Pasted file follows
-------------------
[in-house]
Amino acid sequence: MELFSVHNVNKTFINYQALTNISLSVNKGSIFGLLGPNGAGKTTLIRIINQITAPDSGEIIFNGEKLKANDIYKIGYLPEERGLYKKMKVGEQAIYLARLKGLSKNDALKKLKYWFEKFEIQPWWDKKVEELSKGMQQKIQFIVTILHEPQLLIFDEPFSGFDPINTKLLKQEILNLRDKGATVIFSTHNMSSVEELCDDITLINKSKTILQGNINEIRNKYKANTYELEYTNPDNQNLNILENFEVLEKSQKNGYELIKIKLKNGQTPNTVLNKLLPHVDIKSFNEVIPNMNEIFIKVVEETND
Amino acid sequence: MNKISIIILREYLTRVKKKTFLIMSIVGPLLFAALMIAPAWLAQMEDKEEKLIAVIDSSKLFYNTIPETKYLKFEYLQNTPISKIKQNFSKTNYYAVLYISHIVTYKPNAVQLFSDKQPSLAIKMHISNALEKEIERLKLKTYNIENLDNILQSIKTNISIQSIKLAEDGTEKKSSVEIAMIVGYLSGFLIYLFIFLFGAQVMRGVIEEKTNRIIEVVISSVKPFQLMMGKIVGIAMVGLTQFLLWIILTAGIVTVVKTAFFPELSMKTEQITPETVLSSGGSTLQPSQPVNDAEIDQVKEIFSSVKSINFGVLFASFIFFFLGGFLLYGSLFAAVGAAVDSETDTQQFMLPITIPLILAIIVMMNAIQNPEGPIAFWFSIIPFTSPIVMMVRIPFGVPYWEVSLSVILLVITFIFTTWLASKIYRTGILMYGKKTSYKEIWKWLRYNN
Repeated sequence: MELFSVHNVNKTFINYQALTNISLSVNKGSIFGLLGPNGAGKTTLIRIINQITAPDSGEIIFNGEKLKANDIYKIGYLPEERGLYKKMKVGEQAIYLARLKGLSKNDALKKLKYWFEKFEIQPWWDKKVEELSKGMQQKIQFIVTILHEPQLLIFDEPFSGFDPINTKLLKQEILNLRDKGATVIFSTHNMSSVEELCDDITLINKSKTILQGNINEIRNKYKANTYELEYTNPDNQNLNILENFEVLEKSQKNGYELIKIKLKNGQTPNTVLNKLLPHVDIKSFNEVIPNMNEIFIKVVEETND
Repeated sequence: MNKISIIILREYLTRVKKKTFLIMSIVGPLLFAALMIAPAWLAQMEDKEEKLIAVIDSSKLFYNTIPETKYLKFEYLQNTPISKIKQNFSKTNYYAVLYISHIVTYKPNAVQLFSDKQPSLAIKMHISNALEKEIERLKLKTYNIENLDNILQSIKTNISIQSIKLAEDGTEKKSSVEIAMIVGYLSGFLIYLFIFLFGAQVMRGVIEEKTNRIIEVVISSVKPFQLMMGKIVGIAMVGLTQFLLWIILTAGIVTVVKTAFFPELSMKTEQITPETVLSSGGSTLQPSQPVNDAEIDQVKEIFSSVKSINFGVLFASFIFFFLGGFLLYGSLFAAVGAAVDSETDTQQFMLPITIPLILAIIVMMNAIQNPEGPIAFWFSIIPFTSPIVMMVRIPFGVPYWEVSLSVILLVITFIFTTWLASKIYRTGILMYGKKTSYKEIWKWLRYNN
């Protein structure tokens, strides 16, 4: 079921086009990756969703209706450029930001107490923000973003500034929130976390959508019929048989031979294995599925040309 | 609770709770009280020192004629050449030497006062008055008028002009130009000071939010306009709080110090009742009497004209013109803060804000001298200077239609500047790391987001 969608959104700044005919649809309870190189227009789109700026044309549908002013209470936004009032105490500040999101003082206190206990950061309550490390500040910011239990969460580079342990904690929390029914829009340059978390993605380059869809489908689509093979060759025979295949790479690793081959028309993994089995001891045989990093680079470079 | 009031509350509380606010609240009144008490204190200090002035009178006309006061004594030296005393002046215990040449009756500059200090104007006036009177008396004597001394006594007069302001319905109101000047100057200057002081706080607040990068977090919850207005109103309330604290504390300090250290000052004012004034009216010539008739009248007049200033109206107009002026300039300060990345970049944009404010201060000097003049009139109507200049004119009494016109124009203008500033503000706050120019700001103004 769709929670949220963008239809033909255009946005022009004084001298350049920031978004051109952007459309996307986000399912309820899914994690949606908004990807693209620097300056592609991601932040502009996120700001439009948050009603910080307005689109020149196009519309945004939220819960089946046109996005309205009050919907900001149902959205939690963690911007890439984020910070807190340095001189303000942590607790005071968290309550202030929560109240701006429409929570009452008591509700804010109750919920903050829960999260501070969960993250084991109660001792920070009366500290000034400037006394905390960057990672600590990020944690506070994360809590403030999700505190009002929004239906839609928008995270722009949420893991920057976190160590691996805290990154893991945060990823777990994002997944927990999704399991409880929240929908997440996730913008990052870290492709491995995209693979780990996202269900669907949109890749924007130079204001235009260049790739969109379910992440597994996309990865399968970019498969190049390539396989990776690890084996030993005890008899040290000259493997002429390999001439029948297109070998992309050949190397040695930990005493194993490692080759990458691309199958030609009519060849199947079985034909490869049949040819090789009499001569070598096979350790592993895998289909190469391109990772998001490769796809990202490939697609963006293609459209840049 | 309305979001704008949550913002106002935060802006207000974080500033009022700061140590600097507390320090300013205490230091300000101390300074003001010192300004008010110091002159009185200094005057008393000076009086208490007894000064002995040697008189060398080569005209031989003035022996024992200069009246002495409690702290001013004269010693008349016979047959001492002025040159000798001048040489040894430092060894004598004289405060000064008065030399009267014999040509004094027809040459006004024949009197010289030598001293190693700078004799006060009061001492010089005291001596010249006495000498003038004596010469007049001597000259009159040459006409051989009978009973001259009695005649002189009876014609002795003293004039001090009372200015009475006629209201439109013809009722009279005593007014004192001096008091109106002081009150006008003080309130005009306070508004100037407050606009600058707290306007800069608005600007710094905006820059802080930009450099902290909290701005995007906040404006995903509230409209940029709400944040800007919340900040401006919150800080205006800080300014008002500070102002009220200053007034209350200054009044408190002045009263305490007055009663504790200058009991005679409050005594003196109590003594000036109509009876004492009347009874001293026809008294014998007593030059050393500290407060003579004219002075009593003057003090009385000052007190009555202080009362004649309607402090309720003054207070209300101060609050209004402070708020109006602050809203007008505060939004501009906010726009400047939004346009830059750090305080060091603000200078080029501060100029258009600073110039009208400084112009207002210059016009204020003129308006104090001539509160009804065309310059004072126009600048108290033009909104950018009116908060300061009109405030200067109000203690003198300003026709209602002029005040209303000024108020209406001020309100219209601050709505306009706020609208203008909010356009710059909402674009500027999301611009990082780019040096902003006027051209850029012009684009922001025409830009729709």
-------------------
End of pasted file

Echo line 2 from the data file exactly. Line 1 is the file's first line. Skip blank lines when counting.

Amino acid sequence: MELFSVHNVNKTFINYQALTNISLSVNKGSIFGLLGPNGAGKTTLIRIINQITAPDSGEIIFNGEKLKANDIYKIGYLPEERGLYKKMKVGEQAIYLARLKGLSKNDALKKLKYWFEKFEIQPWWDKKVEELSKGMQQKIQFIVTILHEPQLLIFDEPFSGFDPINTKLLKQEILNLRDKGATVIFSTHNMSSVEELCDDITLINKSKTILQGNINEIRNKYKANTYELEYTNPDNQNLNILENFEVLEKSQKNGYELIKIKLKNGQTPNTVLNKLLPHVDIKSFNEVIPNMNEIFIKVVEETND